South African Class 24 2-8-4

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South African Class 24 2-8-4
SAR Class 24 3655 (2-8-4).JPG
No. 3655 "City of Cape Town" leaving Monument station, Cape Town, 8 August 2010
Type and origin
Power type Steam
Designer South African Railways
Builder North British Locomotive Company
Order number L976
Serial number 26313-26412 [1][2]
Model Class 24
Build date 1949-1950
Total produced 100
Configuration 2-8-4 "Berkshire"
Gauge 3 ft 6 in (1,067 mm) Cape gauge
Leading wheel
30 in (762 mm)
Driver diameter 51 in (1,300 mm)
Trailing wheel
30 in (762 mm)
Wheelbase Total: 65 ft 3 in (19.888 m)
13 ft 6 in (4.115 m) coupled
4 ft 6 in (1.372 m) bogie
31 ft (9.449 m) total
8 ft 8 in (2.642 m) bogie
24 ft 7.25 in (7.499 m) total
Length 74 ft 9.25 in (22.790 m) total
Height 12 ft 10.125 in (3.915 m)
Frame Cast frame
Axle load 11.5 long tons (11.7 t) on 2nd driver
Weight on drivers 45.2 long tons (45.9 t)
Locomotive weight 72.9 long tons (74.1 t)
Tender weight 61,500 lb (27,900 kg) empty
56.55 long tons (57.5 t) w/o
Locomotive and tender
combined weight
147,000 lb (66.7 t) empty
129.45 long tons (131.5 t) w/o
Tender type MY Torpedo
* 3 axle Buckeye bogies
* 34 in (864 mm) wheels
* Length 34 ft 3.25 in (10.446 m)
Fuel type Coal
Fuel capacity 9 long tons (9.1 t)
Water capacity 4,520 imp gal (20,500 l)
Boiler 5 ft (1.524 m) inside diameter
17 ft 9 in (5.410 m) inside length
8 ft (2.438 m) pitch
Boiler pressure 200 psi (1,380 kPa)
Firegrate area 36 sq ft (3.345 m2)
Heating surface:
– Tubes
76 tubes 2.5 in (63.5 mm) diameter
24 tubes 5.5 in (140 mm) diameter
1,497 sq ft (139.076 m2)
– Flues 16 sq ft (1.486 m2)
– Firebox 123 sq ft (11.427 m2)
– Total 1,636 sq ft (151.989 m2)
Superheater area 380 sq ft (35.303 m2)
Cylinders Two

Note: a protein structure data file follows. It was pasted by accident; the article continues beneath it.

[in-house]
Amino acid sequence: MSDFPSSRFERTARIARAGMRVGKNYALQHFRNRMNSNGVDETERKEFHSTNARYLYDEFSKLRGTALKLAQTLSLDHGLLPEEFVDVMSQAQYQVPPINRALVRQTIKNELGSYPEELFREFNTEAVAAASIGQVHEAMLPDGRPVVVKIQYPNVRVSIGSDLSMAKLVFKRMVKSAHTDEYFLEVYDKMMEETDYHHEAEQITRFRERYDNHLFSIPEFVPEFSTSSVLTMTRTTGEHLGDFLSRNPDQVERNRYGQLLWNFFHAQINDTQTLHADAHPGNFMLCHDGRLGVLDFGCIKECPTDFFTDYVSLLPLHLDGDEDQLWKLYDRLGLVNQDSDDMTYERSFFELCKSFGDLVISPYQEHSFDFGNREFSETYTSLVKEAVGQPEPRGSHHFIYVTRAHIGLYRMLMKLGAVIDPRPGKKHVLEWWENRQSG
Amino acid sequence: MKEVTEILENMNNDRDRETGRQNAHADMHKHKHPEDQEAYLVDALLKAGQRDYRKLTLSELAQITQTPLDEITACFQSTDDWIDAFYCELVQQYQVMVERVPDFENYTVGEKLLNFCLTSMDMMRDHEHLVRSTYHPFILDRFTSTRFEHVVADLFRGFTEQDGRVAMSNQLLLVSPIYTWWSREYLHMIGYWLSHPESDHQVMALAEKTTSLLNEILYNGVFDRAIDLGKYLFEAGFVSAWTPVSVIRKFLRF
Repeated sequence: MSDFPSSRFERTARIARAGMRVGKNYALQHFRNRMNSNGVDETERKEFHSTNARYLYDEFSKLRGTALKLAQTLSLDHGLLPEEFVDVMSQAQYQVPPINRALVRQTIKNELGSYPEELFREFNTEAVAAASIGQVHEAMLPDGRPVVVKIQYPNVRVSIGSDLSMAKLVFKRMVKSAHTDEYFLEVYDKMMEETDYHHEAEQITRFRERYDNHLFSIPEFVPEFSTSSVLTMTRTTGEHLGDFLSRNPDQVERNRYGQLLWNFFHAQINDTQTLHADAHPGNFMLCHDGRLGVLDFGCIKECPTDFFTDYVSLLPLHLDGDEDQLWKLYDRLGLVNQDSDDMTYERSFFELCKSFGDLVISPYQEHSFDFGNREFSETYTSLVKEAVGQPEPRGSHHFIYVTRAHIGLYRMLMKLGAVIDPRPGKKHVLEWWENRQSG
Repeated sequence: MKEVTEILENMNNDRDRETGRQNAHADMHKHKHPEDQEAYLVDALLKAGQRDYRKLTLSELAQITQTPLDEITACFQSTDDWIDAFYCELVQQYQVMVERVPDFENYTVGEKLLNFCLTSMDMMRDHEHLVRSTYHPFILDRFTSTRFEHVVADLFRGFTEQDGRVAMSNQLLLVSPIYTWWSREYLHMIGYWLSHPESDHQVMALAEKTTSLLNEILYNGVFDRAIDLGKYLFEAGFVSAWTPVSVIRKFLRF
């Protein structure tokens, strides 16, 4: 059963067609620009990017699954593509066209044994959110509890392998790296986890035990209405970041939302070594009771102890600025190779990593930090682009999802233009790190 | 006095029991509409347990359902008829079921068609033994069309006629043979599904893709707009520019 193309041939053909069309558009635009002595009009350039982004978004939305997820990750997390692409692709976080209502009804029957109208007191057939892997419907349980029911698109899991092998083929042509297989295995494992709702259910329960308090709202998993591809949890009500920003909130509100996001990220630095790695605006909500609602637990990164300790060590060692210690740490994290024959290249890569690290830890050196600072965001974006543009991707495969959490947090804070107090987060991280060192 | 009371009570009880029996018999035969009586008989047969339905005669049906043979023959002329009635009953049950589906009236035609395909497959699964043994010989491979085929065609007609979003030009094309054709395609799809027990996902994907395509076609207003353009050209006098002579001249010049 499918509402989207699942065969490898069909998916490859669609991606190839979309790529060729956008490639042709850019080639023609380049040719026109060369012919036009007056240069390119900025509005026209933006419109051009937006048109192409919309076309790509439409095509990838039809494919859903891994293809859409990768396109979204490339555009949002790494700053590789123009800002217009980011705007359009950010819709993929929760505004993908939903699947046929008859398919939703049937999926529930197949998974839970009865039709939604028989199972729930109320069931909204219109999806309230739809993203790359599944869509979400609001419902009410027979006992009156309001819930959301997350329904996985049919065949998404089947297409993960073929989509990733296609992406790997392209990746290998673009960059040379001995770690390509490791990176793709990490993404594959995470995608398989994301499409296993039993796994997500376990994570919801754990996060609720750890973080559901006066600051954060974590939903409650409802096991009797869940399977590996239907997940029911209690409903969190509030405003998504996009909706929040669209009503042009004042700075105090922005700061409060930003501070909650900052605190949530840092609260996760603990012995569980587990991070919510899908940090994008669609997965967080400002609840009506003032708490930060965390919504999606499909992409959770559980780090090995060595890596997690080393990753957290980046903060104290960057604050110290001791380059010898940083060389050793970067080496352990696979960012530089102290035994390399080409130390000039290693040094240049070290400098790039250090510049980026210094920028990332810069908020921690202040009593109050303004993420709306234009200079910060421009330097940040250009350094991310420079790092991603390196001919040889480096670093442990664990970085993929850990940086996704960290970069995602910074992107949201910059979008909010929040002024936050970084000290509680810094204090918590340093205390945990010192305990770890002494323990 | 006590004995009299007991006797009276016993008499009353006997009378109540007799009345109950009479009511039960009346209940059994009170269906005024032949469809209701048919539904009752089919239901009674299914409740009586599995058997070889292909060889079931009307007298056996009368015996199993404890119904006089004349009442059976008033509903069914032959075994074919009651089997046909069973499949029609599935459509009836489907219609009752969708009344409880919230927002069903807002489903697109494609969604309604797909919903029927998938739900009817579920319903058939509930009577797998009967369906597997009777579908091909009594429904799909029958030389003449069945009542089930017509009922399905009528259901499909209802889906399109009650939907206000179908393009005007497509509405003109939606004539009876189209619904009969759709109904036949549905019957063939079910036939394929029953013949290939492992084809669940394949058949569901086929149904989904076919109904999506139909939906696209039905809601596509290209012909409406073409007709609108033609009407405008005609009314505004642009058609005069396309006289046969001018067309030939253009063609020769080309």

Cylinder size 19 in (483 mm) bore
26 in (660 mm) stroke
Valve gear Walschaerts
Performance figures
Tractive effort 27,600 lbf (123 kN) at 75% pressure
Operator(s) South African Railways [3]
Class Class 24
Number in class 100
Number(s) 3601-3700
Delivered 1949-1950
First run 1949

The South African Class 24 2-8-4 of 1949 is a South African steam locomotive from the South African Railways era.

In 1949 and 1950 the South African Railways placed one hundred Class 24 branchline steam locomotives with a 2-8-4 Berkshire type wheel arrangement in service.[3]


The Class 24 2-8-4 Berkshire type branchline steam locomotive was designed by Dr. M.M. Loubser, Chief Mechanical Engineer (CME) of the South African Railways (SAR) from 1939 to 1949. The locomotives were built by North British Locomotive Company (NBL) of Glasgow, who delivered one hundred of them in 1949 and 1950, numbered in the range from 3601 to 3700. The cast engine main frames and the Buckeye bogies for the tenders were supplied by General Steel Castings of Eddystone, Pennsylvania.[1]

One of these locomotives, Class 24 number 3675, was the two thousandth locomotive to be built by NBL for the SAR and, to commemorate this, a ceremony was conducted in Cape Town to name the locomotive Bartolomeu Dias, after the famous Portuguese navigator who discovered the Cape of Good Hope in May 1488 and named it the "Cape of Storms" (Cabo das Tormentas). The ceremony was attended by the South African Minister of Transport and heads of departments of the SAR, as well as by the chairman and managing director of NBL.[1]


The Class 24 had a one-piece steel main frame cast integrally with the cylinders, including the cylinder hind covers, smokebox support frame, stays and various brackets, all of which would normally be separate items riveted or bolted onto the frames. Advantages of this arrangement are reduced maintenance and less time spent in shops. It was the first South African steam locomotive to be built using this technique.[1]

They were built with Watson Standard no. 1 boilers and they used Type MY tank wagon type tenders, similar in appearance to the American Vanderbilt type tenders with cylindrical water tanks. The tenders ran on three-axle Buckeye bogies and became commonly known as Torpedo tenders.[1][4][5]